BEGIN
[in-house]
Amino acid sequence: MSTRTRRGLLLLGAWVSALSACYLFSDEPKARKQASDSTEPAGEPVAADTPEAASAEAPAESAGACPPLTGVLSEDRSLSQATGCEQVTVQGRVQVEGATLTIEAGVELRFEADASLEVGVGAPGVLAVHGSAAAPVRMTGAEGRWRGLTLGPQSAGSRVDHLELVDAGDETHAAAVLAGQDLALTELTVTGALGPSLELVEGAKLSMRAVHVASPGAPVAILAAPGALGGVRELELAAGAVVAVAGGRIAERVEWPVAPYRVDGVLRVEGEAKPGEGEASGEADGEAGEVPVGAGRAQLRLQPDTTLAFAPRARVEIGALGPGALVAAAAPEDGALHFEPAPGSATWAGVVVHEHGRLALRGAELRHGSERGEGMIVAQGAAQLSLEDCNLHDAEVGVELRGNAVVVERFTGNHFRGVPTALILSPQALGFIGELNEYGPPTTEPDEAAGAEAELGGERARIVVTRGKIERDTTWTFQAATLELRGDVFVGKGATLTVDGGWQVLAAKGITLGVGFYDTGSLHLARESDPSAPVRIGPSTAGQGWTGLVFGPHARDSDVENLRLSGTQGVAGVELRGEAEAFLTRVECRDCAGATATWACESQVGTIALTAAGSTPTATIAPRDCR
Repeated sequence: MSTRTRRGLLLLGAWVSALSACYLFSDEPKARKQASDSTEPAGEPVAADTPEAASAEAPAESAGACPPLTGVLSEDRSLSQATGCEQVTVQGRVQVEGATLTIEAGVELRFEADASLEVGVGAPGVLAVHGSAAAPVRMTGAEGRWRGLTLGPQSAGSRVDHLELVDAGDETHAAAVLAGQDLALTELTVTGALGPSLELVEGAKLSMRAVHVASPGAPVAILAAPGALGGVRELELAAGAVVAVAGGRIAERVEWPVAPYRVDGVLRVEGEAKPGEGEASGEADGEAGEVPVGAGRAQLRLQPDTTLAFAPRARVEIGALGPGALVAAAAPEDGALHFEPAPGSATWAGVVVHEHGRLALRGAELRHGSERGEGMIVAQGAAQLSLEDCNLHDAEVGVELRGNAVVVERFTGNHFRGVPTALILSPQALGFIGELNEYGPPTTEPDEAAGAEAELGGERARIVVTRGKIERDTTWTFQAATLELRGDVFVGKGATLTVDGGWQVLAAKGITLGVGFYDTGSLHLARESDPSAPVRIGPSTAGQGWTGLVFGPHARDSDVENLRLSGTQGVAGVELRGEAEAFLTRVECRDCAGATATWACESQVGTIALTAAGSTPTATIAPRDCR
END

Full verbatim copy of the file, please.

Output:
[in-house]
Amino acid sequence: MSTRTRRGLLLLGAWVSALSACYLFSDEPKARKQASDSTEPAGEPVAADTPEAASAEAPAESAGACPPLTGVLSEDRSLSQATGCEQVTVQGRVQVEGATLTIEAGVELRFEADASLEVGVGAPGVLAVHGSAAAPVRMTGAEGRWRGLTLGPQSAGSRVDHLELVDAGDETHAAAVLAGQDLALTELTVTGALGPSLELVEGAKLSMRAVHVASPGAPVAILAAPGALGGVRELELAAGAVVAVAGGRIAERVEWPVAPYRVDGVLRVEGEAKPGEGEASGEADGEAGEVPVGAGRAQLRLQPDTTLAFAPRARVEIGALGPGALVAAAAPEDGALHFEPAPGSATWAGVVVHEHGRLALRGAELRHGSERGEGMIVAQGAAQLSLEDCNLHDAEVGVELRGNAVVVERFTGNHFRGVPTALILSPQALGFIGELNEYGPPTTEPDEAAGAEAELGGERARIVVTRGKIERDTTWTFQAATLELRGDVFVGKGATLTVDGGWQVLAAKGITLGVGFYDTGSLHLARESDPSAPVRIGPSTAGQGWTGLVFGPHARDSDVENLRLSGTQGVAGVELRGEAEAFLTRVECRDCAGATATWACESQVGTIALTAAGSTPTATIAPRDCR
Repeated sequence: MSTRTRRGLLLLGAWVSALSACYLFSDEPKARKQASDSTEPAGEPVAADTPEAASAEAPAESAGACPPLTGVLSEDRSLSQATGCEQVTVQGRVQVEGATLTIEAGVELRFEADASLEVGVGAPGVLAVHGSAAAPVRMTGAEGRWRGLTLGPQSAGSRVDHLELVDAGDETHAAAVLAGQDLALTELTVTGALGPSLELVEGAKLSMRAVHVASPGAPVAILAAPGALGGVRELELAAGAVVAVAGGRIAERVEWPVAPYRVDGVLRVEGEAKPGEGEASGEADGEAGEVPVGAGRAQLRLQPDTTLAFAPRARVEIGALGPGALVAAAAPEDGALHFEPAPGSATWAGVVVHEHGRLALRGAELRHGSERGEGMIVAQGAAQLSLEDCNLHDAEVGVELRGNAVVVERFTGNHFRGVPTALILSPQALGFIGELNEYGPPTTEPDEAAGAEAELGGERARIVVTRGKIERDTTWTFQAATLELRGDVFVGKGATLTVDGGWQVLAAKGITLGVGFYDTGSLHLARESDPSAPVRIGPSTAGQGWTGLVFGPHARDSDVENLRLSGTQGVAGVELRGEAEAFLTRVECRDCAGATATWACESQVGTIALTAAGSTPTATIAPRDCR